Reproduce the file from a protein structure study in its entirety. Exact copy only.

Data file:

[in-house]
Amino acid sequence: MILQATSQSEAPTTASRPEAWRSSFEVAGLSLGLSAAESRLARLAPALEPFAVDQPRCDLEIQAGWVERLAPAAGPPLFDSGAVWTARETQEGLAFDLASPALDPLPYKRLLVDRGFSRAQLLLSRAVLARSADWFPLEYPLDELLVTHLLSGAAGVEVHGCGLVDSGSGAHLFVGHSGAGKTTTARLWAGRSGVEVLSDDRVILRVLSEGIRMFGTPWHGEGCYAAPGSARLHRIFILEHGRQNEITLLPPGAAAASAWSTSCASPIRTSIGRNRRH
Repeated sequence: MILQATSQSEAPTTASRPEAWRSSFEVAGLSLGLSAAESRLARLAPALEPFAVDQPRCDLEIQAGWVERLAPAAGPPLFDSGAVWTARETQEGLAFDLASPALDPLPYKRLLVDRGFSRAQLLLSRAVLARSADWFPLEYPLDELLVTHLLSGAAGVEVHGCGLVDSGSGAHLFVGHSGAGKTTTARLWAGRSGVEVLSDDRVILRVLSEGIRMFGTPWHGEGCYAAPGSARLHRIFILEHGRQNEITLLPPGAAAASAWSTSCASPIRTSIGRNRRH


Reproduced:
[in-house]
Amino acid sequence: MILQATSQSEAPTTASRPEAWRSSFEVAGLSLGLSAAESRLARLAPALEPFAVDQPRCDLEIQAGWVERLAPAAGPPLFDSGAVWTARETQEGLAFDLASPALDPLPYKRLLVDRGFSRAQLLLSRAVLARSADWFPLEYPLDELLVTHLLSGAAGVEVHGCGLVDSGSGAHLFVGHSGAGKTTTARLWAGRSGVEVLSDDRVILRVLSEGIRMFGTPWHGEGCYAAPGSARLHRIFILEHGRQNEITLLPPGAAAASAWSTSCASPIRTSIGRNRRH
Repeated sequence: MILQATSQSEAPTTASRPEAWRSSFEVAGLSLGLSAAESRLARLAPALEPFAVDQPRCDLEIQAGWVERLAPAAGPPLFDSGAVWTARETQEGLAFDLASPALDPLPYKRLLVDRGFSRAQLLLSRAVLARSADWFPLEYPLDELLVTHLLSGAAGVEVHGCGLVDSGSGAHLFVGHSGAGKTTTARLWAGRSGVEVLSDDRVILRVLSEGIRMFGTPWHGEGCYAAPGSARLHRIFILEHGRQNEITLLPPGAAAASAWSTSCASPIRTSIGRNRRH